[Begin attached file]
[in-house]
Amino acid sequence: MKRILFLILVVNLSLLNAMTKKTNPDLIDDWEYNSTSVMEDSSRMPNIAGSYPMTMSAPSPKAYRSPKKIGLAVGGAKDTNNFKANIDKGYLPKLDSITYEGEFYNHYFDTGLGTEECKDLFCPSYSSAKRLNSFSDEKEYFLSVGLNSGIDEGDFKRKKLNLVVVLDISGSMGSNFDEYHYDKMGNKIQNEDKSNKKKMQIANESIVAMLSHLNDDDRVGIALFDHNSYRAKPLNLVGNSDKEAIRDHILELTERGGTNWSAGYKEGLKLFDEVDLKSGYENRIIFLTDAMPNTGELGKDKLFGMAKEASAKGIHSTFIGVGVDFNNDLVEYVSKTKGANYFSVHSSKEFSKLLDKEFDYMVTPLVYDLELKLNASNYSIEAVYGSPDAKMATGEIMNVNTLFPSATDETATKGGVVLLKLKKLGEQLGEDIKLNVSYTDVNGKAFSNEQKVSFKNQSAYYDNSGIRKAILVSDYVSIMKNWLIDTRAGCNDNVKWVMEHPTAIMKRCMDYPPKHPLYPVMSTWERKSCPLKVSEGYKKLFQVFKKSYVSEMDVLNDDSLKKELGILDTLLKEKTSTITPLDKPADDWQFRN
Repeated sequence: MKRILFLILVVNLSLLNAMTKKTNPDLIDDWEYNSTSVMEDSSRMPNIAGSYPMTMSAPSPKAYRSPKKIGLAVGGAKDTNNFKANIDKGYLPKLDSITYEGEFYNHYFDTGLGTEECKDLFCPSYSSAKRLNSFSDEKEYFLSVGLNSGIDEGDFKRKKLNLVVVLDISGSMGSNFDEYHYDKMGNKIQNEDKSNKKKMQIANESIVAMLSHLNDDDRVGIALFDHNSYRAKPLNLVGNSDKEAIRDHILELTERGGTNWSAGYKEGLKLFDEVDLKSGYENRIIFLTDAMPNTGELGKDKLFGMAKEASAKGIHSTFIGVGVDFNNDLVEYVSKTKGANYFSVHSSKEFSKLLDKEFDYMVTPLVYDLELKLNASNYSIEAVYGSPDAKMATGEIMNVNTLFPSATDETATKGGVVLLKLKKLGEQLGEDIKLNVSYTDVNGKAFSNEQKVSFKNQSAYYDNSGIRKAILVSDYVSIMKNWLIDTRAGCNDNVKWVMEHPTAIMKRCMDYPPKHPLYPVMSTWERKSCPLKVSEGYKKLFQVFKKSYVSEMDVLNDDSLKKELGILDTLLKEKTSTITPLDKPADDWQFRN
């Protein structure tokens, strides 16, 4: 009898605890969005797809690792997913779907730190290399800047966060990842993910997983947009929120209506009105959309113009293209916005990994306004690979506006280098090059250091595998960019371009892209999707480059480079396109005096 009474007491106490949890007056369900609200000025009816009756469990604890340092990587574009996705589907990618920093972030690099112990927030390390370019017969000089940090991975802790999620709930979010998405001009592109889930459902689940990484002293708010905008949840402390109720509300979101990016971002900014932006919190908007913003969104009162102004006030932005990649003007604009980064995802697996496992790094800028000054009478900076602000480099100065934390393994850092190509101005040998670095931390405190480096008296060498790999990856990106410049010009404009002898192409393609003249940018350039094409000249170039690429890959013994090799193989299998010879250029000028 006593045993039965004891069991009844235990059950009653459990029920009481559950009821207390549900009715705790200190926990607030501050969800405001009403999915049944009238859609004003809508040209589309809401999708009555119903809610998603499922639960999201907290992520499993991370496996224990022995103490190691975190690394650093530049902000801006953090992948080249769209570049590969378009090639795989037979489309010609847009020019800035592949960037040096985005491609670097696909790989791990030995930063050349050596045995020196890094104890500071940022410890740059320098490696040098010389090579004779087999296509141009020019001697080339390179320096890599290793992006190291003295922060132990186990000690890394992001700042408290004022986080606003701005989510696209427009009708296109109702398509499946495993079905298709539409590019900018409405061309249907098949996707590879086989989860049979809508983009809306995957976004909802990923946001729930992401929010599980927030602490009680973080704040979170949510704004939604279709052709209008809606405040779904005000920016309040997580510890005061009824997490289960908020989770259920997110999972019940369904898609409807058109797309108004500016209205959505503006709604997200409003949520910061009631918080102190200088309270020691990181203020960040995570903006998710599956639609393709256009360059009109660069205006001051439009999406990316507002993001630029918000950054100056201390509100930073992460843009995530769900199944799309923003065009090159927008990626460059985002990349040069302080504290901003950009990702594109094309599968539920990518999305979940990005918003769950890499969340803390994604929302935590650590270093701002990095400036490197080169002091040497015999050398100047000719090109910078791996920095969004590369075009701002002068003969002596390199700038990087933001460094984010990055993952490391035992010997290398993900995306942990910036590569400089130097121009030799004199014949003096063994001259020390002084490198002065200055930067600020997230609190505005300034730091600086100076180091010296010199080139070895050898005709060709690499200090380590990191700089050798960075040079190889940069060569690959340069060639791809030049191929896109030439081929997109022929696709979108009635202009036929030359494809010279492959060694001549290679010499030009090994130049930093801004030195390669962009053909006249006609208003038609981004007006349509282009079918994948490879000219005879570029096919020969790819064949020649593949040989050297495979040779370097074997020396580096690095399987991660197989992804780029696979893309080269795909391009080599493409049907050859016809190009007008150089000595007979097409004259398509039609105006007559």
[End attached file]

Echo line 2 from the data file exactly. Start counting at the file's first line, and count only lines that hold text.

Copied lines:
Amino acid sequence: MKRILFLILVVNLSLLNAMTKKTNPDLIDDWEYNSTSVMEDSSRMPNIAGSYPMTMSAPSPKAYRSPKKIGLAVGGAKDTNNFKANIDKGYLPKLDSITYEGEFYNHYFDTGLGTEECKDLFCPSYSSAKRLNSFSDEKEYFLSVGLNSGIDEGDFKRKKLNLVVVLDISGSMGSNFDEYHYDKMGNKIQNEDKSNKKKMQIANESIVAMLSHLNDDDRVGIALFDHNSYRAKPLNLVGNSDKEAIRDHILELTERGGTNWSAGYKEGLKLFDEVDLKSGYENRIIFLTDAMPNTGELGKDKLFGMAKEASAKGIHSTFIGVGVDFNNDLVEYVSKTKGANYFSVHSSKEFSKLLDKEFDYMVTPLVYDLELKLNASNYSIEAVYGSPDAKMATGEIMNVNTLFPSATDETATKGGVVLLKLKKLGEQLGEDIKLNVSYTDVNGKAFSNEQKVSFKNQSAYYDNSGIRKAILVSDYVSIMKNWLIDTRAGCNDNVKWVMEHPTAIMKRCMDYPPKHPLYPVMSTWERKSCPLKVSEGYKKLFQVFKKSYVSEMDVLNDDSLKKELGILDTLLKEKTSTITPLDKPADDWQFRN